Phillip and his officers set up camp on the eastern side of the stream, where the first Government House was built. Some of its foundations can be seen in the Museum of Sydney’s forecourt. This set in motion the evolution of Macquarie Street, home to some of Sydney’s finest colonial buildings: the Mint, the Rum Hospital (now part of NSW’s Parliament House), and convict architect Francis Greenway’s magnificent St James’ Church. The convicts and their jailers camped on the western side, which became known as the Rocks. Mercantile Sydney grew there.

Pollution and unpredictable climatic conditions eventually crippled the Tank Stream. But it delineated what was to become the spine of the city’s central business district. Depending on the weather, occasional tours of the now subterranean stream – a “smelly stormwater drain”, as Nowra describes it – are available. Tickets are obtained through a ballot.

Sydney Harbour Bridge at night.
Antilived/Wikimedia Commons



Read more:
How clay helped shape colonial Sydney


A city of water and stone

Nowra’s book is in part thematic. Water is a key theme. The Gadigal, the traditional owners of the land, were water people. For them, the harbour was a source of life. For the colonists, water could be treacherous.

A chapter on the tragedy of the Dunbar highlights the fear of ocean voyages and shipwrecks in the 19th century and beyond. In 1857, 121 people drowned during a storm when the ship’s captain accidentally ran the vessel into the sandstone cliffs at the Gap at Watsons Bay. Only one person survived. The incident has survived in the popular imagination. In 1930, Woollahra Council put the ship’s anchor on permanent display near the site of the wreck. An annual memorial service is still held at St Stephens Anglican Church in Camperdown.

Water was a source of other threats. During the 19th century, nervous colonists built fortifications around and on the harbour to defend themselves from invaders. Russians were expected after hostilities broke out with Britain in 1876. Bare Island in Botany Bay was constructed in response to this event. Over a century later, the island featured in the movie Mission Impossible 2. Nowra often connects places to popular culture, photography, literature and art.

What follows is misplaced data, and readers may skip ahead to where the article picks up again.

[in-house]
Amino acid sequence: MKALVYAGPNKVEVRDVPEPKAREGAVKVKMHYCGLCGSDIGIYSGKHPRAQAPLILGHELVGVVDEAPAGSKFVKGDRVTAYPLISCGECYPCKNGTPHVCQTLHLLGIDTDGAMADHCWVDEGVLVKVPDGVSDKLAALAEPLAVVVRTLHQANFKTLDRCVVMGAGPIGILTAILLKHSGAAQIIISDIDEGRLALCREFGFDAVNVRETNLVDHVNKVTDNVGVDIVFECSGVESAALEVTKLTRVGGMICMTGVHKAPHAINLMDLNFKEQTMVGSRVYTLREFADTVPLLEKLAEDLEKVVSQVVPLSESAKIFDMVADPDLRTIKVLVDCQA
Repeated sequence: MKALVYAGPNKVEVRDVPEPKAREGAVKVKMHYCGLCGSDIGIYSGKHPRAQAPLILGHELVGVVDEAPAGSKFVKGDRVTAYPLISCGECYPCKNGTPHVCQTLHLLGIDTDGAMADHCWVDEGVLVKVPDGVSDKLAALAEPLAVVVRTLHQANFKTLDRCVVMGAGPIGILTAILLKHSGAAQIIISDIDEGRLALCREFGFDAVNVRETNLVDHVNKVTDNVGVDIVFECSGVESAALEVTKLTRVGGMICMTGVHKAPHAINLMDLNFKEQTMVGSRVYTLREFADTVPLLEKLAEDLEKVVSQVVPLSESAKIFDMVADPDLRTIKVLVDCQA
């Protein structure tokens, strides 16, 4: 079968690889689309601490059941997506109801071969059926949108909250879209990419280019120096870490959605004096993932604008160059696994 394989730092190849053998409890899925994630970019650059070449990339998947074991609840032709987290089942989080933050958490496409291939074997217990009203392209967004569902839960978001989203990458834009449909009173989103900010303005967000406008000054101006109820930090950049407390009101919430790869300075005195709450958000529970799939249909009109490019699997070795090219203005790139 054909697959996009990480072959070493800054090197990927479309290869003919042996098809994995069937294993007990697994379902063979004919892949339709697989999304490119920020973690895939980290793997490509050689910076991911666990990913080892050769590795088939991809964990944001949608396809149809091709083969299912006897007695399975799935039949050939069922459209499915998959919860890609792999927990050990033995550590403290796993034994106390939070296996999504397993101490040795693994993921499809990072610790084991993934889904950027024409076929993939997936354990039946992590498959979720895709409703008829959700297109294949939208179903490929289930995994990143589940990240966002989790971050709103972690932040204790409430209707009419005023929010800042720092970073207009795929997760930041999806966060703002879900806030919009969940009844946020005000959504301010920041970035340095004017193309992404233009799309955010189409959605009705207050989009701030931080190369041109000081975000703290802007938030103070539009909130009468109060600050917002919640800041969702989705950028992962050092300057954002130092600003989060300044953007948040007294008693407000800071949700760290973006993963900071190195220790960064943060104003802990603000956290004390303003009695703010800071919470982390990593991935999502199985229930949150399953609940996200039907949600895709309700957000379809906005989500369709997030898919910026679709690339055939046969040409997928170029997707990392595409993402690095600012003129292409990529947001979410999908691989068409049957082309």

And then there’s Sydney’s famous beaches – Bondi, Manly, Coogee and Cronulla. Nowra spends a chapter on the long history of beach culture, from passive engagement with the water to the rise of surfboard riding, introduced to Sydneysiders in 1914 by the young Hawaiian surfer Duke Kahannamoku. He discusses Max Dupain’s photograph Sunbaker (1937) and Charles Meere’s painting Australian Beach Pattern (1940), both iconic images of the myth of the beach and body culture.

Sunbaker – Max Dupain (1937).
National Gallery of Australia/Public Domain

Sandstone is another important theme. Hawkesbury sandstone is found extensively across the Sydney basin. Sandstone caves and shelters provided housing for Aboriginal people for around 30,000 years. There is an abundance of rock art, most of which is hidden out of respect for these sacred items and for their protection.

The colonists hewed the stone to build the city. Much of it was taken out of quarries at Pyrmont and Ultimo. Many of Sydney’s grand Victorian and Edwardian public buildings are made of the yellowish, or at times greenish or grey stone. So too were bridges, churches, warehouses, stairs, street curbing, and the old sea walls built around the harbour to contain it.